Integrity

Integrity is the virtue of practicing what one preaches. Or more importantly, practicing what one believes is right. A 'man of principle' is not a man who understands a principle, but a man who understands, accepts, and lives by a principle. There are many reasons why integrity is a virtue.

The first and most important reason to practice one's beliefs is that if they are right, you will be benefiting your own life. To understand other virtues or principles, and not act by them, is destructive. It is an act against your own best interest. Any deviation from what you know to be right is an attack on your own life.

The second reason to practice integrity is that it is an affirmation that your ideas benefit your life. To act contrary to your own knowledge is accepting the premise that morality is somehow different from you own self interest, and that bypassing morality will somehow make your life better. Instead of seeing morality as a tool for survival, you see it as a restriction that make life more difficult. Every act that violates your integrity weakens the moral habit, until your emotions are unaligned with your thoughts. Further, it is an attack on the efficacy of one's mind. To act against your own ideas is to claim your own incompetence, or to claim the general inadequacy of reason to guide your life. Since reason is your means of survival, you will be abandoning your life.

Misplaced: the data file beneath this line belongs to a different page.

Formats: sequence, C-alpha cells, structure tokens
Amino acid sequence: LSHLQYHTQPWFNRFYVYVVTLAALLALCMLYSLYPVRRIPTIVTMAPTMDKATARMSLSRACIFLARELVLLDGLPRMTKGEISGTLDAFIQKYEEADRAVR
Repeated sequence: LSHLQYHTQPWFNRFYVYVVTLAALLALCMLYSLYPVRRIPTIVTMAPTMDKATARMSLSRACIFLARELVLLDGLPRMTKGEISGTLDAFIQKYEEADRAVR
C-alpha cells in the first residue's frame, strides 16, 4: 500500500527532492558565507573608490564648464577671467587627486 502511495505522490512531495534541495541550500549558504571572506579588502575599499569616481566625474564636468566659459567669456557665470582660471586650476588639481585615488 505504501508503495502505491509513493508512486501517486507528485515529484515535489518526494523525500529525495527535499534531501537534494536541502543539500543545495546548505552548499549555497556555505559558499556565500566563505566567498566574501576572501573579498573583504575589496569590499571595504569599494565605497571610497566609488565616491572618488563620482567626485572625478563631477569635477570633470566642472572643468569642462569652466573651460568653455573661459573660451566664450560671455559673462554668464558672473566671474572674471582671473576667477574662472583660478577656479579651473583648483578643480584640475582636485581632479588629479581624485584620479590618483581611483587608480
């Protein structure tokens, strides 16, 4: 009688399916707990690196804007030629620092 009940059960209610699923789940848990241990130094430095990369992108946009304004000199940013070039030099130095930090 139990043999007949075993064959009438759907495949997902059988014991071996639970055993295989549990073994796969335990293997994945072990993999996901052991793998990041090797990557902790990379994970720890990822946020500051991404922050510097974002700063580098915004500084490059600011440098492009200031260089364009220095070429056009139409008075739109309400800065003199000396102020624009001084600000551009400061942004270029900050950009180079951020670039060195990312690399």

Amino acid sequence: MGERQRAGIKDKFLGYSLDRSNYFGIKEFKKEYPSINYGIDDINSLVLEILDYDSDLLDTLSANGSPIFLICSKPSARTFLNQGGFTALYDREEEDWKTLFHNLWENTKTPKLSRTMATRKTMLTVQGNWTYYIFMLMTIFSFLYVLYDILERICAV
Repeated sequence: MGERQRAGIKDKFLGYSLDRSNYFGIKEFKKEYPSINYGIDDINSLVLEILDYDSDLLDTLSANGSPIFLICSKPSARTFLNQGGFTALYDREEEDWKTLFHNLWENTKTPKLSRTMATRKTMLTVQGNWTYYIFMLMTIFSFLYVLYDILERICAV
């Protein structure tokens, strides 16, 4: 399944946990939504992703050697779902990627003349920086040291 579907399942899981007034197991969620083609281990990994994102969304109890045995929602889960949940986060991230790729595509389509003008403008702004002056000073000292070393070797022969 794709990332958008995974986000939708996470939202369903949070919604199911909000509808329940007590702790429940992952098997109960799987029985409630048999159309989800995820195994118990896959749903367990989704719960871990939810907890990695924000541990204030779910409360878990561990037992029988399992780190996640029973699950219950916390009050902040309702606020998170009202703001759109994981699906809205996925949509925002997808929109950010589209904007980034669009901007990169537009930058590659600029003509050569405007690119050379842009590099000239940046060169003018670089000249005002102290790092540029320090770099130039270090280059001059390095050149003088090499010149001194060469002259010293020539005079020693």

A third reason to practice integrity is in dealing with others. A man who practices what he preaches is predictable, and few will feel threatened by it. Trust can develop, since others will come to realize you are consistently virtuous. To act without integrity, even occasionally, will leave others distrustful. This can negatively impact one's life in a number of ways. People won't allow themselves to become emotionally close to you. They won't trust that you'll pay back debts. They'll always fear your betrayal.


Copyright 2001 by Jeff Landauer and Joseph Rowlands